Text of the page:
Abortive Therapy - The goal of abortive therapy for cluster headache is fast, effective and consistent relief. Because a cluster headache is relatively short in duration, the abortives should work within 10-15 minutes to be considered adequate therapy.

Some medicines used for abortive therapy are Sumatriptan, Oxygen (100% oxygen given via face mask), zolmitriptan, dihydroergotamine, Olanzapine.

Transitional therapy - Steroids, Naratriptan, and Occipital nerve blockade.

Preventative Therapy - Verapamil, topiramite, lithium carbonate, Methysergide, Valproic acid, Naratriptan, Melatonin.

There are also some new types of surgical treatment for the cluster headache - Radiofrequency thermocoagulation, glycerol trigeminal rhizotomy, trigeminal nerve root section, and microvascular decompression. (i didn't want to type up all those descriptions, so if you're interested, at least you have the names so you can look them up.)

Physical therapy can also help to prevent all types of headaches, as well as sleep therapy for those with sleep disorders which may be causing the head pain.

Posted by: PillPopper Posted on: 01/17/05 at 2:39am

did you ever hear about the Michigan Headache Clinic in Lansing, MI? My Neurologist wants to refer me to them within the next couple of months if my headaches/facial pain doesn't improve. According to their website www.michiganheadache.com, they do take an assortment of health insurance plans.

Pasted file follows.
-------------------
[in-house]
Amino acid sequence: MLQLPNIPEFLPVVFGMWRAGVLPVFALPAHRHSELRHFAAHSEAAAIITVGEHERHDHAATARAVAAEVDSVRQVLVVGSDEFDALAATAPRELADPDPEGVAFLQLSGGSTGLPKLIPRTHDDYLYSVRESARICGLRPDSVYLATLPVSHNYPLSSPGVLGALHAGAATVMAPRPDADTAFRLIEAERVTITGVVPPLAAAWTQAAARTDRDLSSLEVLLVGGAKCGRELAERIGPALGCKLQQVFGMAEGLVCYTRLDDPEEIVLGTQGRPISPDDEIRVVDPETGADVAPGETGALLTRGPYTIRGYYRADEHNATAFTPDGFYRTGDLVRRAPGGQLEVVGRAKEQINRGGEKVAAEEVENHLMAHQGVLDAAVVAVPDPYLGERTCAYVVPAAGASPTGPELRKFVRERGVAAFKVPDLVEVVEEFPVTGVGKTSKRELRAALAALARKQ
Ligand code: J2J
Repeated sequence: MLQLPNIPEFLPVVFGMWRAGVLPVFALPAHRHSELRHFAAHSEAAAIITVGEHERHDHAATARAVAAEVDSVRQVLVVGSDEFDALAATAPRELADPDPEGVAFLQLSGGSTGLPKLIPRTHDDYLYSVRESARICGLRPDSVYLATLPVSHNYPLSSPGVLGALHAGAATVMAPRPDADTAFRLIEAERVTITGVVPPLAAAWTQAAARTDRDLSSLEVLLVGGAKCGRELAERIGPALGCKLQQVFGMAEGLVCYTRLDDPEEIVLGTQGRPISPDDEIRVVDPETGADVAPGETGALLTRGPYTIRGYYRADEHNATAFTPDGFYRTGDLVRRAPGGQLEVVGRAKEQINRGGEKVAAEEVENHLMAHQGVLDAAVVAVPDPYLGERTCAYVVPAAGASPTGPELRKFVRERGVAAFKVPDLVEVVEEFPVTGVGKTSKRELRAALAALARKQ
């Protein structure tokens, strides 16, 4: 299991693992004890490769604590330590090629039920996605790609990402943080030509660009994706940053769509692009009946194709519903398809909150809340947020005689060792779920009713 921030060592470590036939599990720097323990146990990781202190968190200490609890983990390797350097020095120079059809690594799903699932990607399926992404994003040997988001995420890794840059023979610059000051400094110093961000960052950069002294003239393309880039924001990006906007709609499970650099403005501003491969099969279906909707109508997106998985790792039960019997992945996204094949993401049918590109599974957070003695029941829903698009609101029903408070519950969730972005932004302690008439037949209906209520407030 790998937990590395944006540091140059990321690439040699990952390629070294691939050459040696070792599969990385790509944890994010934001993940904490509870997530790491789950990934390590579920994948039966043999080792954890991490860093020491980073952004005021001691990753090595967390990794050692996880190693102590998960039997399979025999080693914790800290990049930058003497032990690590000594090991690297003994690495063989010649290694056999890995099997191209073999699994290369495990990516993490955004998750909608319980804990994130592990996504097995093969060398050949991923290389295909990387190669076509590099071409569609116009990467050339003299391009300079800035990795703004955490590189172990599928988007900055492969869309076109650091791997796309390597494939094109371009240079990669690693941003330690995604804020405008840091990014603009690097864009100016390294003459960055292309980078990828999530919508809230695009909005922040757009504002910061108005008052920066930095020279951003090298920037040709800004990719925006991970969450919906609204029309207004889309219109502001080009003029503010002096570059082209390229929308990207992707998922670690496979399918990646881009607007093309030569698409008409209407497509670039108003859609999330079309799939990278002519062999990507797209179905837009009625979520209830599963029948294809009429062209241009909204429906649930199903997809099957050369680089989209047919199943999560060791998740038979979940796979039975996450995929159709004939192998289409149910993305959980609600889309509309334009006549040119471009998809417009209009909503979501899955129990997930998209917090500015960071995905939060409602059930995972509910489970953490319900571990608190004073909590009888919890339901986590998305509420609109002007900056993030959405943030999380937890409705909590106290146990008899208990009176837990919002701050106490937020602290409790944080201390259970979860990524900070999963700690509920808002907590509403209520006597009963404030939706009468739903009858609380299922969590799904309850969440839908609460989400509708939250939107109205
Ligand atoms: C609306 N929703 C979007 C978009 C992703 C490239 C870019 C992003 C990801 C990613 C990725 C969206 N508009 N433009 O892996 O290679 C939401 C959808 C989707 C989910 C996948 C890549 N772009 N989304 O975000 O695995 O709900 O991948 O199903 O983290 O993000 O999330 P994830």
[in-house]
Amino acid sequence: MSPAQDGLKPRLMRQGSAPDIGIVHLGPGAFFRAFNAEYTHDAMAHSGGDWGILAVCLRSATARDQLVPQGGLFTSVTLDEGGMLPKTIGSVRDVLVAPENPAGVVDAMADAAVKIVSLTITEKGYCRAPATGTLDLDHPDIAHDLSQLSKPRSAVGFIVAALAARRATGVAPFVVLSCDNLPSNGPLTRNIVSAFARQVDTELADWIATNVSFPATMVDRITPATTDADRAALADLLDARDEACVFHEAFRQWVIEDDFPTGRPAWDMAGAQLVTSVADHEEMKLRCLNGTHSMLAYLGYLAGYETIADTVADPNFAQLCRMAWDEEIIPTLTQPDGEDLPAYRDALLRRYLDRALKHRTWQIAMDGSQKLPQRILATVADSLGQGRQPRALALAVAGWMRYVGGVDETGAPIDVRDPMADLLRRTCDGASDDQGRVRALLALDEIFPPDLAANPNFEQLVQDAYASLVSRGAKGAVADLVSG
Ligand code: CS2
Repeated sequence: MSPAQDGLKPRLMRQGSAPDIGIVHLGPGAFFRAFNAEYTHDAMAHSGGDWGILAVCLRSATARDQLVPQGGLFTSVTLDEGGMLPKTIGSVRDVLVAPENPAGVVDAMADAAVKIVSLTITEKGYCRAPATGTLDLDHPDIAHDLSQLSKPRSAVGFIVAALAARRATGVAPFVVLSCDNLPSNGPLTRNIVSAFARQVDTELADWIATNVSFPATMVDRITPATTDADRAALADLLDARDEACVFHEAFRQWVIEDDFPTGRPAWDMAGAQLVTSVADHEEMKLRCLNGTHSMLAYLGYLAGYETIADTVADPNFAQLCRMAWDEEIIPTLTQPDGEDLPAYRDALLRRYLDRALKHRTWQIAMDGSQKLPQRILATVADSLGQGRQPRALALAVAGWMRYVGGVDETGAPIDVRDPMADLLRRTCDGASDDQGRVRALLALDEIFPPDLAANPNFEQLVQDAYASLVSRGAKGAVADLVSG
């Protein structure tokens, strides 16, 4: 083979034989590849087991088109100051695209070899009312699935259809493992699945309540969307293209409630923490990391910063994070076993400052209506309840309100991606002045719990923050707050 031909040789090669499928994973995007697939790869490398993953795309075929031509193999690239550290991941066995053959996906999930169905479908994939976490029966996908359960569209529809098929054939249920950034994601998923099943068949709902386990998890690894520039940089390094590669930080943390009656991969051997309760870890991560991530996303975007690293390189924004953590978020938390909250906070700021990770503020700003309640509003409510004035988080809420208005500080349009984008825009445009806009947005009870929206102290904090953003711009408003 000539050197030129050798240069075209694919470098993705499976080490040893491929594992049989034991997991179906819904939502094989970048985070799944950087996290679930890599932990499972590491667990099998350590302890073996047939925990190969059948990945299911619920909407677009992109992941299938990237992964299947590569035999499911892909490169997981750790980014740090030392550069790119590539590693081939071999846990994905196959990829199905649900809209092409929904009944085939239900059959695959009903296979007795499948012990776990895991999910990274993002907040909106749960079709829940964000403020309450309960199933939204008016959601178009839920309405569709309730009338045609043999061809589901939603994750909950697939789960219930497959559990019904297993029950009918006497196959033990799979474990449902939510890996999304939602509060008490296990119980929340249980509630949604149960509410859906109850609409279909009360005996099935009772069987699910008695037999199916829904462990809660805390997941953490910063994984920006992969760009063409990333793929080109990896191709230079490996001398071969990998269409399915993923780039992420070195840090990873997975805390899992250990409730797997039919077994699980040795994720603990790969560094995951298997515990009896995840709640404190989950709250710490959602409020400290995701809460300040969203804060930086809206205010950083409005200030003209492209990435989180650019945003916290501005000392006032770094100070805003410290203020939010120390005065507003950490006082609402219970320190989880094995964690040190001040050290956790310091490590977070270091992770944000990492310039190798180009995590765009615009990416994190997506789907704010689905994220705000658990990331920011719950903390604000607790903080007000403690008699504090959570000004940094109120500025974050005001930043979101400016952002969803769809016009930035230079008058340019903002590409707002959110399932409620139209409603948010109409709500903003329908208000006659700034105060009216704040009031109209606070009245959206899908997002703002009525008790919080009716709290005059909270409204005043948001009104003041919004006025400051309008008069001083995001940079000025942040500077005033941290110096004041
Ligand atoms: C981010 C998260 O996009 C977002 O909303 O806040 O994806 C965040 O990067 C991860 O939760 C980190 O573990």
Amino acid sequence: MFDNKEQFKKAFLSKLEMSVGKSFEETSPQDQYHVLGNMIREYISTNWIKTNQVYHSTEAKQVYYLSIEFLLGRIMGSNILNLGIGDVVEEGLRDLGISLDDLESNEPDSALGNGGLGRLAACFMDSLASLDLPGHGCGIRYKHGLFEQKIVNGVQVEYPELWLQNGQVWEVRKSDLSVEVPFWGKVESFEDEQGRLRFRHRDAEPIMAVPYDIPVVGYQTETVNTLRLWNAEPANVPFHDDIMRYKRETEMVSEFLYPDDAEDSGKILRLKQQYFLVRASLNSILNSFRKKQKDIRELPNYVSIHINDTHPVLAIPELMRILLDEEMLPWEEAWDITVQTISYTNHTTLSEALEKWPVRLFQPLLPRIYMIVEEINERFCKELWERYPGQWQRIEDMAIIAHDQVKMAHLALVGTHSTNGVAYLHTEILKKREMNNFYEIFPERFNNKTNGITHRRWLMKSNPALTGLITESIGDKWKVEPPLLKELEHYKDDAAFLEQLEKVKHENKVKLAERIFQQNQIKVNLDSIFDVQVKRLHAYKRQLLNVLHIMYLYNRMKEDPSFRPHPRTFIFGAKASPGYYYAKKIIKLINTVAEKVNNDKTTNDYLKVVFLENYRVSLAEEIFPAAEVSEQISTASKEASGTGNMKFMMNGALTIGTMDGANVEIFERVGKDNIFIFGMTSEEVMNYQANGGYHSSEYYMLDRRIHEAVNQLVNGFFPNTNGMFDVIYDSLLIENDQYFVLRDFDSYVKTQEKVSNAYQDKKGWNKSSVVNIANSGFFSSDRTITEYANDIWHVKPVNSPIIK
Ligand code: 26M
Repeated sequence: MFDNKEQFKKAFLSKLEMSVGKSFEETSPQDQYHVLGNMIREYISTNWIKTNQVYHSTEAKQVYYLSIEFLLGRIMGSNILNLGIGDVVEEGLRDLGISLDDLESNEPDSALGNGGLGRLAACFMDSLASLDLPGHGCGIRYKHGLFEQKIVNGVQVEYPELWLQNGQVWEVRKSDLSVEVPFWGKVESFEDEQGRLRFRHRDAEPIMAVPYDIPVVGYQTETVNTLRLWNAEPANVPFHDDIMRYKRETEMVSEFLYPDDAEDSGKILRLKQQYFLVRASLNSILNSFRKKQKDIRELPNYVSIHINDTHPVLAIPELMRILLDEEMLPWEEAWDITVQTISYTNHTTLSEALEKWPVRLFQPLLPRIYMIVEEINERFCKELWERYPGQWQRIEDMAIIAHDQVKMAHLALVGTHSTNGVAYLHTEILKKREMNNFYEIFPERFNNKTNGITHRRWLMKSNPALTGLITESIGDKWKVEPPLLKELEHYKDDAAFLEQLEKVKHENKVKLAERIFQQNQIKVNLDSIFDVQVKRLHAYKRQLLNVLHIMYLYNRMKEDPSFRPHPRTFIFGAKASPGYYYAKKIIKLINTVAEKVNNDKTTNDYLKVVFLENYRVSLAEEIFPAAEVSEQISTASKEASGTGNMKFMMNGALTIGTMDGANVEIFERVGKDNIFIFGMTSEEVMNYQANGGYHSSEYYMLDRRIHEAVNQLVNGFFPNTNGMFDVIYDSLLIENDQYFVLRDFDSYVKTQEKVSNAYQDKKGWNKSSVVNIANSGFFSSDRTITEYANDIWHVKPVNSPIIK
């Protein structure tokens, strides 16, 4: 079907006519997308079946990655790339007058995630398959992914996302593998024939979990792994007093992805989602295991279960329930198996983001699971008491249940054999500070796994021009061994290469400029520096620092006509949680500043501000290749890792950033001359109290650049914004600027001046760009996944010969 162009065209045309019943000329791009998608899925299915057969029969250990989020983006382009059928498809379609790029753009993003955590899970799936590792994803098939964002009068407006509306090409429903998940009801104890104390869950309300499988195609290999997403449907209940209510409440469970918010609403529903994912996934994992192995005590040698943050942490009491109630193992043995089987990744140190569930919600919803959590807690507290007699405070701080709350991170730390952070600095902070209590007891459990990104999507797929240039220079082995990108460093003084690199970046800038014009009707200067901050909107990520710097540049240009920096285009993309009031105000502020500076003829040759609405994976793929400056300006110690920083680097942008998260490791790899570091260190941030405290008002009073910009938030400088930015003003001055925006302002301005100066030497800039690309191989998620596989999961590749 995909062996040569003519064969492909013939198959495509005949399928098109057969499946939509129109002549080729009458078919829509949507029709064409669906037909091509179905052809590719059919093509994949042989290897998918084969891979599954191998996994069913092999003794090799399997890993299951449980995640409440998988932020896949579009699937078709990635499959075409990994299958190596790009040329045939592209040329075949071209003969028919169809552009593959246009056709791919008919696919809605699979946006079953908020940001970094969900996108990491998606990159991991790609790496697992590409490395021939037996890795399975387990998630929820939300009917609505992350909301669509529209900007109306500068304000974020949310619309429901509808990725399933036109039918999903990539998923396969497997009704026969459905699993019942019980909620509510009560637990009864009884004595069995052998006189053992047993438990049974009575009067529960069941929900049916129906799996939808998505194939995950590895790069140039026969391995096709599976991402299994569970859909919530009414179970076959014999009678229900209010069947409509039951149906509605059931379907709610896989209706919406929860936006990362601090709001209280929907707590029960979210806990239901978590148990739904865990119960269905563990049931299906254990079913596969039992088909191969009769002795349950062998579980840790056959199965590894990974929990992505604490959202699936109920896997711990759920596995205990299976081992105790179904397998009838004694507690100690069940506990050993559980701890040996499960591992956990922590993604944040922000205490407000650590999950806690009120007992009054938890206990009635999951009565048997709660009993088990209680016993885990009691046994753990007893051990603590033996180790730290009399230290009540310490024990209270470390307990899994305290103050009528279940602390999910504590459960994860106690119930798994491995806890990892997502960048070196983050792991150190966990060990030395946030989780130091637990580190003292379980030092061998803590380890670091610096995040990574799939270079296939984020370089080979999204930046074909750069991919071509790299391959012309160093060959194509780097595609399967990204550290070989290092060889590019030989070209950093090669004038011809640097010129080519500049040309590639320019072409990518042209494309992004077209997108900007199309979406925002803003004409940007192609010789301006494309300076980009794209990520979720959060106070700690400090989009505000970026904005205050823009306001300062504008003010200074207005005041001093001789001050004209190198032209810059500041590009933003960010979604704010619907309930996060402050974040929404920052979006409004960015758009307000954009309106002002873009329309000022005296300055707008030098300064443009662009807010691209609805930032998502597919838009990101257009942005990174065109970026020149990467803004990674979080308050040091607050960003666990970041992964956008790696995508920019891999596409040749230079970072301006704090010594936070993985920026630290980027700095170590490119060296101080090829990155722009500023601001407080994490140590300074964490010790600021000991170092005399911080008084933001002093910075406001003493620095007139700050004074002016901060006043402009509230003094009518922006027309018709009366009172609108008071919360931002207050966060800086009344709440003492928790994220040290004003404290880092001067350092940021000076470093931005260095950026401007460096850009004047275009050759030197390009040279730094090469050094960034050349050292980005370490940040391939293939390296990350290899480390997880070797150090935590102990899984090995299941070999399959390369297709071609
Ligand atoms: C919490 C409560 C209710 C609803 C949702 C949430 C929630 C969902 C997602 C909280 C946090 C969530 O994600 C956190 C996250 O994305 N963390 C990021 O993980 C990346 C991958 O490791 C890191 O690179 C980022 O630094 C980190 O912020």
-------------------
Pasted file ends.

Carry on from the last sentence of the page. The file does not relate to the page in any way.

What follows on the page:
Posted by: kellylynne Posted on: 01/17/05 at 1:46pm

on 01/17/05 at 2:39am, PillPopper wrote:did you ever hear about the Michigan Headache Clinic in Lansing, MI? My Neurologist wants to refer me to them within the next couple of months if my headaches/facial pain doesn't improve. According to their website www.michiganheadache.com, they do take an assortment of health insurance plans.

I have heard of them! Unfortunately, that's waaaay too far for me to drive for appointments. If I was at my last resort, I would maybe do it, but the doc I found here is pretty good. MHNI is just nationally acclaimed because they do like a MILLION tests on you in your first visit... such as MRI, EKG, and a bunch of other things you can only get done through a hospital. Basically, they don't speculate, they just FIND OUT for sure what's going on. I have a lot of info from them, which is why I posted it. Let me know how your appointment goes at the place in Lansing, i'd be interested to know what the treatment plan is like.

Posted by: roxyhead Posted on: 01/18/05 at 6:26pm

on 01/15/05 at 9:21pm, kellylynne wrote:

Childhood Migraine -

Adolescents and children who experience recurrent headaches require special medical attention, since there are unique differences in the causes. The characteristics of childhood migraine are similar to adult, but abdominal pain and temporary mood or behavioral changes are more common in children. Children sometimes experience symptoms such as vomiting, dizziness, and confusion, which are typical of migraine attacks, but occur without developing a headache; these are called migraine equivalents.

Migraine equivalents in childhood can present episodes or spells of staggering, dizziness, nausea, vomiting, abdominal pain, irritability, personality change, anxiety, and/or blurred vision, which are not associated with headache.